A mom who likes to live outside the norm

My take on the whole Chick-fil-A thing.

I need to start this post by saying 1) I believe every word the Bible says.  While I may not like everything, it’s there and said for a reason.  2) I am a former Chick-fil-A employee.  I worked there for over 7 years and was actually turned down twice for owning a franchise.  I know many of the people who work for Chick-fil-A all over the country and have even personally met Truett and Dan Cathy.  3) I was at Chick-fil-A on “Chick-fil-A Appreciation Day”.  But not to make a statement, I value my sanity too much.  I was there to win free chicken for a year at their First 100 event.  Read about my experience here.

So, my biggest peeve about the whole controversy is that it should have totally been a non-issue.  A Christian business owner who runs a business on Biblical principles and is closed on Sunday was asked on his views on marriage.  He answered honestly, that he holds a traditional view of marriage and is married to his first wife.  In that context, those who are divorced should have issues too…where’s their outrage?!?

Then, when the controversy grew, Chick-fil-A made the statement that they value all people.  They don’t discriminate.  Yes, they’re human, and people need to remember that their 1600+ restaurants are run by individual franchise owners so there will be some issues at the restaurant level.  But this company has to run by our country’s anti-discrimination laws and I think they not only uphold the letter of the law, but they take it a step further and because of their biblical beliefs and follow it at the spirit of the law as well.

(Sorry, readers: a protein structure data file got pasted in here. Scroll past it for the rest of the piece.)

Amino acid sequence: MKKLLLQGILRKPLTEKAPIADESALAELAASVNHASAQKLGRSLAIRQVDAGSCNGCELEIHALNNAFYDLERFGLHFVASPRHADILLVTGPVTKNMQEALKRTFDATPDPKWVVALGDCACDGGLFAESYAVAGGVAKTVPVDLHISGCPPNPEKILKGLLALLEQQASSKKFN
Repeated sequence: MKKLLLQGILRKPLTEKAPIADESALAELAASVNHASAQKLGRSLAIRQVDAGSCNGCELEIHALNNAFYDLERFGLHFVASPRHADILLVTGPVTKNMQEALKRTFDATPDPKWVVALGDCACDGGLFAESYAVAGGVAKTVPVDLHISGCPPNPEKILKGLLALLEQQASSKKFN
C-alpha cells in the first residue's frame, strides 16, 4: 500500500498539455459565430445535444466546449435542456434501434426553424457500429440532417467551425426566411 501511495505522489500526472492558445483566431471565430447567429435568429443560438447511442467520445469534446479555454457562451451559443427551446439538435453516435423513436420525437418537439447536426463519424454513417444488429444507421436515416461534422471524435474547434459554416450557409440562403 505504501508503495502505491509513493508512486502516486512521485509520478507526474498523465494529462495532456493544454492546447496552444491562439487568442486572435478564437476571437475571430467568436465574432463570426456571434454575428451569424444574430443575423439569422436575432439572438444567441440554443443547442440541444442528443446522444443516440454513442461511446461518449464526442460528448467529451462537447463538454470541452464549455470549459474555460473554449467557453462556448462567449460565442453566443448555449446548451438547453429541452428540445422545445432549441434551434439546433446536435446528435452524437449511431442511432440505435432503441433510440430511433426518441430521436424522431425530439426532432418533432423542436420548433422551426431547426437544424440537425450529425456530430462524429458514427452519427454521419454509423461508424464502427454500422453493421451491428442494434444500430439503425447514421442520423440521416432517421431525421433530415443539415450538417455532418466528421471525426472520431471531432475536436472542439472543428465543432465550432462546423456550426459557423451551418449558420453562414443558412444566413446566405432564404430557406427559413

And there are many groups losing during in this whole debate/debacle.

One group is the church.  Instead of showing love for all people, they are looking hateful.  What does wrapping around a Chick-fil-A on appreciation day say to those who are gay?  It’s not support for a good business and free speech they see, it’s perceived as hate against them.  Not saying that even half of the people who went feel that way, but there are always the vocal few like the people in news stories I’ve been reading who are spewing hate speech against gay people.  Not even intentionally, not even realizing it.  Just saying things like “I’m so glad Chick-fil-A supports traditional marriage” to a random employee…this has happened to several gay employees who just have to smile and scream on the inside.

Another group are those who’ve never experienced eating at Chick-fil-A.  Who wants to go to a place filled with such controversy?  Lost is the appeal of eating real food in a fast food environment (yes they have fries, but let me tell you, most of the food is made with real ingredients).  And, Chick-fil-A’s service is amazing.  Even on bad days it’s better than anywhere else.  Their food prices seem expensive, but that’s because there’s no $1 menu.  With the quality and preparation level of their chicken, the prices should be more comparable to a sit-down place, not fast food, and yet their average meal price is $6.

But who’s really losing in this whole debate are the employees.  The people who just want to go to work, enjoy the environment, earn competitive wages and have a guaranteed day off.  The people who are valued employees and not just clock-punchers.  The people who don’t share the values of Chick-fil-A and have never had to care about it before because it was just another place to work.

And the gay people who work there.  Yes, the gay people who work there!  At every Chick-fil-A restaurant I’ve worked at, there have been gay employees and managers.  There are gay people who work at the headquarters.  Now they feel afraid about being open about who they are.  They also are hearing hate speech by the wackos who are visiting the restaurants and feel that it’s okay to say things like: ‘I’m so glad you don’t support the queers, I can eat in peace,’.  WHAT?!?  Or from other people calling them “gay-haters” because they work for a Christian company.